How to Defeat a DDoS Attack
Author: Tzury Bar Yochay, CTO and co-founder of Reblaze
Your organization’s website is down. Your servers are non-responsive. Incoming traffic has stopped. And you don’t know why, or how, any of this has happened. All you know is that you got a ransom demand from an unknown hacker, promising that the DDoS will continue indefinitely until you send him several dozen Bitcoins.
This is the nightmare scenario for many executives today. DDoS (Distributed Denial of Service) attacks can now reach sizes that were unthinkable even a few years ago. (Last year’s attack on Github reached a staggering 1.7 Tbps.)
Worse, they have become extremely common. Around the world, on any given day, there are usually one or more attacks going on. If your organization hasn’t been targeted recently, it probably will be soon.
Obviously, you cannot prevent an attacker from choosing your organization as his next victim. However, you can prevent his attacks from succeeding, as we’ll discuss in this article.
This assumes though that your security posture is set up correctly. For many organizations today, this is not the case. Before describing the correct way to mitigate DDoS attacks, let’s start by discussing the mistakes that many organizations are still making in this area.
How Not to Mitigate DDoS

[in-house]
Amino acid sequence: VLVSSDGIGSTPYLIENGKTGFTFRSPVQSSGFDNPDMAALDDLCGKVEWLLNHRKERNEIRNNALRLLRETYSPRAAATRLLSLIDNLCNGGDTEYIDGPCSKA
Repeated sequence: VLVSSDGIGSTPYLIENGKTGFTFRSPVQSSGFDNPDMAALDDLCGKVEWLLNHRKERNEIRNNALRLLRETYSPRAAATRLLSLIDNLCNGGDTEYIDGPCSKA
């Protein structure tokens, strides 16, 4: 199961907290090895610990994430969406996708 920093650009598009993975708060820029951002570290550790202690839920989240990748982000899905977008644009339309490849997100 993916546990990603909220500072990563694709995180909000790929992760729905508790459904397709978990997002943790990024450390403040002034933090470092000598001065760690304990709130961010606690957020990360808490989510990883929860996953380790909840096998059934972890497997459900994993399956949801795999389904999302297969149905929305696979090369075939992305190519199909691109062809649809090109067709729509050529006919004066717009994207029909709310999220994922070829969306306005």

There are many different kinds of DDoS attacks, but they all have the same goal: to make the targeted system unavailable to its intended users. The largest and most dramatic attacks are volumetric—their goal is to overwhelm their targets by sending an overwhelming volume of traffic.
For many years, the standard approach to DDoS mitigation was an appliance in front of the protected network. There are different kinds of appliances (physical versus virtual, multipurpose WAF versus dedicated DDoS device, etc.), but the main point here is that an appliance was located between the protected network and the upstream ISP.
There are several problems with this approach. The first is that appliances are difficult to administer and keep up to date. As new attacks arise, they don’t necessarily offer effective protection immediately.
The more important problem is that each appliance is downstream from the ISP. This means that appliances are inherently unable to mitigate DDoS attacks beyond a certain size. A large-enough volume of traffic can saturate the incoming Internet pipe before the appliance has an opportunity to scrub it. This can force the upstream ISP to defend itself by blackholing all traffic for the targeted network. The end result is that the victim’s web applications become unavailable to customers and users. (Notice that this is exactly the goal which the attackers are trying to achieve.)
Another problem is that many security solutions have not kept pace with the evolution of DDoS. For example, modern attackers often rotate IP addresses, which evades detection methods such as rate limiting and blacklisting.
Also, many security solutions are not effective against all forms of DDoS. Volumetric DDoS on Layers 3 and 4 (i.e., Network and Transport Layer attacks such as UDP Floods, ICMP Floods, SYN Floods, etc.) are relatively easy to identify. But Layer 7 attacks (on the Application Layer) are much more subtle and harder to detect. Many solutions don’t even address them.